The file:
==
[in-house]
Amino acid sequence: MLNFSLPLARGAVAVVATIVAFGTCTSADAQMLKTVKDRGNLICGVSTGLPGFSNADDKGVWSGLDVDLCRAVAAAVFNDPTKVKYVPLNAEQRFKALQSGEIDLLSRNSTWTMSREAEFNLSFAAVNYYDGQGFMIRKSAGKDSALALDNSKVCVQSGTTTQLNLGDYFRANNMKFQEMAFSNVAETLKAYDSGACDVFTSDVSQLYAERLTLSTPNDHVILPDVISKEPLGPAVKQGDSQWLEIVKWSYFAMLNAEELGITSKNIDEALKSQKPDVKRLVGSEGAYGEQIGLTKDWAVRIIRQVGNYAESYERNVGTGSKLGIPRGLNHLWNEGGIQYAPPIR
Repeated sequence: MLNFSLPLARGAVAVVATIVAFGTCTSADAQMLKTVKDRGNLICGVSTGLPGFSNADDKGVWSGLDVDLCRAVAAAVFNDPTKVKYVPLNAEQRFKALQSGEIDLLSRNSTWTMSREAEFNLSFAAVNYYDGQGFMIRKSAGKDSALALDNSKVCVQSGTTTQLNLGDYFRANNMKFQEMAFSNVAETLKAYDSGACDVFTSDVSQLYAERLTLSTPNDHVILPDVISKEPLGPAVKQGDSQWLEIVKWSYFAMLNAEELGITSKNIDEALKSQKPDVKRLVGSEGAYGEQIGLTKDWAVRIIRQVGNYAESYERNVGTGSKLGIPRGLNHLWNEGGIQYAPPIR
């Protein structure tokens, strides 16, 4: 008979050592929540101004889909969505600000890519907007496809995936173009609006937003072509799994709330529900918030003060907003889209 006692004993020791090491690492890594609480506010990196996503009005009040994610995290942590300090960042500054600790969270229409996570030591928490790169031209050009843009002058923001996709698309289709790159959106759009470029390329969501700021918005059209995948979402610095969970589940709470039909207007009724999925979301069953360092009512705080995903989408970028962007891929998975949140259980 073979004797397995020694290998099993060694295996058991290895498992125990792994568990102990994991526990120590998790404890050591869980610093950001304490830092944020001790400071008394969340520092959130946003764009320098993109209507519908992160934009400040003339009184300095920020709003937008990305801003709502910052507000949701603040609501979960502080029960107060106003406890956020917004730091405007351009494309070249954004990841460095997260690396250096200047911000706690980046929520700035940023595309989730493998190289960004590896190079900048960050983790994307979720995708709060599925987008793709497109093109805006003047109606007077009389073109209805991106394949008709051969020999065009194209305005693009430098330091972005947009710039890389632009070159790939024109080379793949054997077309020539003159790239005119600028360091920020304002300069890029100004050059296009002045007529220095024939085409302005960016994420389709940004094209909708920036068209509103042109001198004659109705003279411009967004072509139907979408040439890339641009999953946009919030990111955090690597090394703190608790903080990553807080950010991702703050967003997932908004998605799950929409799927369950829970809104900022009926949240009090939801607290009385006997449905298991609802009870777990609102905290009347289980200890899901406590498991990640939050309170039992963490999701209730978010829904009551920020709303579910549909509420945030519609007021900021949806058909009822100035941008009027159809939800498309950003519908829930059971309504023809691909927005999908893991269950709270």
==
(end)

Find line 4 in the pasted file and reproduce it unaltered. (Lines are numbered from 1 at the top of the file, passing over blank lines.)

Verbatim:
């Protein structure tokens, strides 16, 4: 008979050592929540101004889909969505600000890519907007496809995936173009609006937003072509799994709330529900918030003060907003889209 006692004993020791090491690492890594609480506010990196996503009005009040994610995290942590300090960042500054600790969270229409996570030591928490790169031209050009843009002058923001996709698309289709790159959106759009470029390329969501700021918005059209995948979402610095969970589940709470039909207007009724999925979301069953360092009512705080995903989408970028962007891929998975949140259980 073979004797397995020694290998099993060694295996058991290895498992125990792994568990102990994991526990120590998790404890050591869980610093950001304490830092944020001790400071008394969340520092959130946003764009320098993109209507519908992160934009400040003339009184300095920020709003937008990305801003709502910052507000949701603040609501979960502080029960107060106003406890956020917004730091405007351009494309070249954004990841460095997260690396250096200047911000706690980046929520700035940023595309989730493998190289960004590896190079900048960050983790994307979720995708709060599925987008793709497109093109805006003047109606007077009389073109209805991106394949008709051969020999065009194209305005693009430098330091972005947009710039890389632009070159790939024109080379793949054997077309020539003159790239005119600028360091920020304002300069890029100004050059296009002045007529220095024939085409302005960016994420389709940004094209909708920036068209509103042109001198004659109705003279411009967004072509139907979408040439890339641009999953946009919030990111955090690597090394703190608790903080990553807080950010991702703050967003997932908004998605799950929409799927369950829970809104900022009926949240009090939801607290009385006997449905298991609802009870777990609102905290009347289980200890899901406590498991990640939050309170039992963490999701209730978010829904009551920020709303579910549909509420945030519609007021900021949806058909009822100035941008009027159809939800498309950003519908829930059971309504023809691909927005999908893991269950709270």